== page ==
Monday Morning Scoop - Federal Reserve Says Economy In ‘Better Balance,’ But No Cuts Yet
Federal Reserve Says Economy In ‘Better Balance,’ But No Cuts Yet
The Federal Open Market Committee on Wednesday declined to pull the trigger on an interest rate cut, citing the need for more evidence the economy is moving in the direction it wants.
Fed Chairman Jerome Powell said during a press conference Wednesday that inflation is headed down, but it is too soon to say that the rise in interest rates has quelled it.
“We have six months of good inflation data,” Powell said. “Is that six months of inflation data sending us a true signal that we are in fact on the path, sustainable path, down to 2% inflation? The answer will come from some more data.”
Still, almost every member of the FOMC believes it will be appropriate to reduce rates eventually, Powell said.
“But the timing of that is going to be linked to our gaining confidence that inflation is on a sustainable path to 2%,” Powell said.
This was the fourth time in a row that the Federal Reserve stood still on rates, which rest at 5.25% to 5.5%.
Bayport Funding CEO Marcia Kaufman told Bisnow the Fed is right to hold off on rate cuts and that cutting might ultimately take longer than the market is anticipating.
“There aren’t enough indicators that inflation is fully under control,” Kaufman said. “We’re seeing some positive signs. But keeping rates flat for a while is probably the right thing to do.”
Cutting rates too quickly could revive inflation, she said.
“That’s why I’m a little more conservative in my anticipation of cuts,” Kaufman said. “I think we’re hearing too many people betting on interest rates coming down this year.”
The idea that rates will go down soon, which solidified after the December FOMC meeting, has already pumped up optimism in CRE, Alliant Credit Union Chief Capital Markets Officer Charles Krawitz told Bisnow Wednesday, ahead of the FOMC’s latest decision.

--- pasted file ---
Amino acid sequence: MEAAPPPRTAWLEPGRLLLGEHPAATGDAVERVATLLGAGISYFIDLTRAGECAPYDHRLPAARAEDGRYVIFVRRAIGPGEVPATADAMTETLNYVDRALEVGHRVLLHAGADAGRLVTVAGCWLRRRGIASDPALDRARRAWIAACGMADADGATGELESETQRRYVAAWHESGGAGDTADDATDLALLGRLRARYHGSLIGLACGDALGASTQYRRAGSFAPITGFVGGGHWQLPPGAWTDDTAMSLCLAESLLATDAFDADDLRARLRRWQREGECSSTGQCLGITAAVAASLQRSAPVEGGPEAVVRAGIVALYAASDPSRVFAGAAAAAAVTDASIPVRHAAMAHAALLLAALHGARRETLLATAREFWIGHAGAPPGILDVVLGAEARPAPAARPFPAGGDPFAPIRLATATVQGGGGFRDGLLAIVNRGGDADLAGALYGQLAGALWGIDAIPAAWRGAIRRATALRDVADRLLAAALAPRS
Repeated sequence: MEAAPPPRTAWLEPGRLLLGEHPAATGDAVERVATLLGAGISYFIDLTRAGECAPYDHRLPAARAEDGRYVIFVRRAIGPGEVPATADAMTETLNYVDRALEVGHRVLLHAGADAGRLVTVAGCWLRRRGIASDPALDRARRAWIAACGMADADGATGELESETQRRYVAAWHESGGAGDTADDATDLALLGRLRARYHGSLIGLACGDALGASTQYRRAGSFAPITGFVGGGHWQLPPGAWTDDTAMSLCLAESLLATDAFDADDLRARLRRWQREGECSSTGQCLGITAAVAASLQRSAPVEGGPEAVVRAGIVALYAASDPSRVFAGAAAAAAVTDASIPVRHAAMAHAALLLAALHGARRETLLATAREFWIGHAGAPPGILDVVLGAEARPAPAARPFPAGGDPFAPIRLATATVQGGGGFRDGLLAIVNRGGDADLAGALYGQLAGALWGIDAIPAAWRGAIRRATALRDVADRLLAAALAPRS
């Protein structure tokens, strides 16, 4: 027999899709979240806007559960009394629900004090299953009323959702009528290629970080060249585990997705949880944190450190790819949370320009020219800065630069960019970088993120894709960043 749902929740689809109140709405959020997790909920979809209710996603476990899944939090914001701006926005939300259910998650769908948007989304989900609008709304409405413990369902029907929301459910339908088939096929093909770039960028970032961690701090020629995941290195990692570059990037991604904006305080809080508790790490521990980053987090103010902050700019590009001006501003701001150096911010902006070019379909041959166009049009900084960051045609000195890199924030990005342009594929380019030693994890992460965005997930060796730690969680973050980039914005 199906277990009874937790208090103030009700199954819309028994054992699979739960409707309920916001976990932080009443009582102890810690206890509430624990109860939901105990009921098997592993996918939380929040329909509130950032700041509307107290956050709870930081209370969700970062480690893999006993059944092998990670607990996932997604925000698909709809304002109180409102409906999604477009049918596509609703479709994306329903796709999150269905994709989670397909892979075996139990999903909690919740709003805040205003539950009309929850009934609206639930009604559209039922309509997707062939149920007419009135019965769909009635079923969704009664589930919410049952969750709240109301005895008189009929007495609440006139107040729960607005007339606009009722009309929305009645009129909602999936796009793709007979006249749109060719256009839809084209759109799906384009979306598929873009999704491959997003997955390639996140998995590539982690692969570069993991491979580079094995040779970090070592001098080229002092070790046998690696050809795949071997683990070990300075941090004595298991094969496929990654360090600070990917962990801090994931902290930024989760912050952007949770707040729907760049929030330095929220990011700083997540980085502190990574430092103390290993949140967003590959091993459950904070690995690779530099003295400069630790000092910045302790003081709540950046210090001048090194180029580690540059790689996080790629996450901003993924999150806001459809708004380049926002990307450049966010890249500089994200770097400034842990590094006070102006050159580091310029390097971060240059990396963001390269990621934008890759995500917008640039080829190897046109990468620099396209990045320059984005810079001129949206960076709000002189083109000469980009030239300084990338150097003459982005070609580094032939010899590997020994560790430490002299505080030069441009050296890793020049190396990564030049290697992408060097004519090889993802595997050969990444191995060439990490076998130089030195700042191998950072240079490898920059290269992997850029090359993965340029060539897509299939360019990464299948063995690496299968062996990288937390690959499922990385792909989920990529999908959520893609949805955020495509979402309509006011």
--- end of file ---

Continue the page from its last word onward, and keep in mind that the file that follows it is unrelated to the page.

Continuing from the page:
“The outlook for real estate changed dramatically,” Krawitz said. “Transactional activity picked up considerably.”
CRE investor sentiment has significantly improved, according to CBRE. More than 60% of respondents to the company’s U.S. investor intentions survey said they expect to purchase more real estate in 2024 than in 2023, up from 16% who said they would do so in 2023 compared to the year before.
The optimism is spread across investor types, with a higher percentage of developers, private equity funds, real estate funds and REITs all planning to buy more assets in 2024.
The Fed has hinted that there may be three rate cuts this year as inflation comes under control. In December, the consumer price index rose 3.4% year-over-year, still higher than the central bank’s target of 2%. But December’s 0.1% month-over-month drop in prices pointed to inflation easing.
Other economic indicators suggest a strong U.S. economy going into 2024, perhaps bolstering arguments against urgently lowering rates. Unemployment stands at 3.7%, and real wages grew by 0.8% in 2023, according to the Bureau of Labor Statistics.
The question now is whether any future cuts, regardless of timing, will make a difference to the most beleaguered sectors of the commercial real estate industry, especially office. The quick-step interest rate hikes beginning in 2022 compounded problems for the sector, which was already suffering from the impacts of remote work.
CMBS delinquencies rose nearly 1.5 percentage points in 2023 to 4.51%, Colliers reported, citing Trepp data, with office representing the most significant contributor to rising delinquencies. Nearly three-quarters of office CMBS loans are at risk of being unable to refinance this year.
The federal funds rate, which sets the pace for interest rates throughout the economy, is the highest it has been in more than two decades. The last time the rate was higher was in May 2000, when it peaked at 6.25% to 6.5%. In June 2006, not long before the Global Financial Crisis, the rate touched 5% to 5.25%.
By: Dees Stribling